The front elevation (southwest) features a wood shingled porch which shelters the central entrance and a double hung, 1/1 window. This section of the facade, which projects from the main block of the house, is accentuated by a gambrel roof, it featuring a large Palladian window. The remainder of the facade, which is weatherboarded, contains a first story picture window with stained glass transom and a second story double hung, 1/1 window. A tiny oriel window punctuates the steeply pitched gable roof. A one story porch with classical columns spans the intersection of this facade and the right side elevation (southeast) a bay window faces the intersection of E. Park and Euclid Avenues on both stories.
An exterior chimney with central, arched recess dominates the right side elevation. Fenestration includes a picture window with stained glass transom and double hung, 1/1 windows of varying sizes in the second story as well as in the recessed section on the first floor. Oval end windows pierce the double gable roof. A single bay, rear wing features a double hung, 2/2 window. The side of this wing which faces the rear elevation (northeast) contains two centrally placed double hung, 2/2 windows, the upper one within the gambrel roof end. The main block contains an end, double hung, 2/2 window on both stories.
The left side elevation (northwest), which once overlooked the Walker’s side yard and garden, is perhaps the most varied of all the house’s elevations. It is comprised of the main block flanked by a rear wing with side entrance reached by a single flight of stairs, and a front wing featuring the side of the porch which faces onto E. Park Ave. Above this is a small oriel window. The main block is punctuated by double hung, 2/2 windows flanking a central, projecting bays it contains an attenuated double hung window which lights the interior stairwell. An interior chimney projects from the gable roof end.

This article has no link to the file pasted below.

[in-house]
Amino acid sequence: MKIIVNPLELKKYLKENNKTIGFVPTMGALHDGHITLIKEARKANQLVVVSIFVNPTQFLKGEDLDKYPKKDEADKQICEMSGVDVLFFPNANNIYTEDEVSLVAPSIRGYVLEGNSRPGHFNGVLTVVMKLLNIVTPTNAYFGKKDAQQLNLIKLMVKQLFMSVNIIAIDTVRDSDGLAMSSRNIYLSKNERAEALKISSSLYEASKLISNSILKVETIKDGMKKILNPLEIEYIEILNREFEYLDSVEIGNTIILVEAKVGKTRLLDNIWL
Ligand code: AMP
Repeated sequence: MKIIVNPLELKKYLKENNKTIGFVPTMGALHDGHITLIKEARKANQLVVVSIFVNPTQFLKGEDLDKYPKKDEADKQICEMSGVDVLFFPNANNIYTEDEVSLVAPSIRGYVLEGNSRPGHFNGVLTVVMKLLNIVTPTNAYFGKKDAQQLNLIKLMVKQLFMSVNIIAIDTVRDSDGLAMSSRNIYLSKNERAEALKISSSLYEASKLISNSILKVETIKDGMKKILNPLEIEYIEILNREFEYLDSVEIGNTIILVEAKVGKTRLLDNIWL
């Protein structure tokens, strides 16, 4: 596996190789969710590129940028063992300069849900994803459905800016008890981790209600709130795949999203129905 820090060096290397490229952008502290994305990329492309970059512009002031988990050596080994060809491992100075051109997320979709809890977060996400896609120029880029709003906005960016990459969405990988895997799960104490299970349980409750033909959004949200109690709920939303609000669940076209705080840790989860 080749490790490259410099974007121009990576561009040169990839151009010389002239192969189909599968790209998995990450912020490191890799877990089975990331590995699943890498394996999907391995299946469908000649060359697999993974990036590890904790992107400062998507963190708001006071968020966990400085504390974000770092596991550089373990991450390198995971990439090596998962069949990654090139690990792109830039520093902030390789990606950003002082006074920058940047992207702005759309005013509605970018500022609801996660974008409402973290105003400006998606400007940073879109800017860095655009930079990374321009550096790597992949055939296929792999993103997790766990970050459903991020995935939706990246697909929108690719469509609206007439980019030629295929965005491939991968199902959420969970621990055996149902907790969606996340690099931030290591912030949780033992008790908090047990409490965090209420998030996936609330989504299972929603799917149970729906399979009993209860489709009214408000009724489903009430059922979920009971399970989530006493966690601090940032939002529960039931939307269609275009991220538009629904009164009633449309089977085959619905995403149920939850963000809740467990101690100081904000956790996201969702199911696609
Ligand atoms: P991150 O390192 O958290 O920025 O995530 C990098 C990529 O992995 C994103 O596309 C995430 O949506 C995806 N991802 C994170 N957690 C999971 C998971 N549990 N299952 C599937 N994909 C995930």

On the interior, the first floor (ceiling height 11 feet) contains four major rooms which flow into one another in a circular fashion through double sliding doors. The entrance hall (southwest) features a massive staircase which rises two flights to the second floor. A fireplace, comprised of a classical mantel with columns and bead and reel decoration and a marbleized tile surround and hearth is located beneath the stairway. The floor, as in the other public rooms, hasa parquet border; this particular one is formed by narrow oak boards stained in several different shades for contrasting effect.
The parlor (southeast) is the most elegant room in the house. Plaster relief panels in the form of intertwined leaves divide the wall areas; the walls themselves still show remnants of a jade green satin damask fabric bearing an iris pattern. The corner mantel and mirrored overmantel adorned with classical columns are of bird’s-eye maple and have never been painted. The parquet floor appears to be composed of oak, maple, and mahogany, and is laid in an interlocking fret pattern. The ceiling fixture is of solid brass and is original to the house.
The east back room, the dining room, features a corner mantel with brackets and attenuated columns. Its surround and hearth are composed of marbleized green tiles moulded in the shape of shells. Bands of variously shaded, stained wood form the border of the floor. A butler’s pantry and kitchen are behind the dining room, while the room directly behind the entrance hall (northwest) was used originally as a den.
The second floor (ceiling height 10 feet) contains five major rooms; three of them were used by the Walker family as bedrooms and a nursery. The small room above the den was used as an office by Mr. Walker, while the back room directly above the kitchen wing was the servant’s quarters.
The 1911 Sanborn Insurance Map shows that a stable and automobile garage were located at the rear of the property. Neither exist today; the stable was demolished before the 1929 Sanborn Insurance inventory was taken.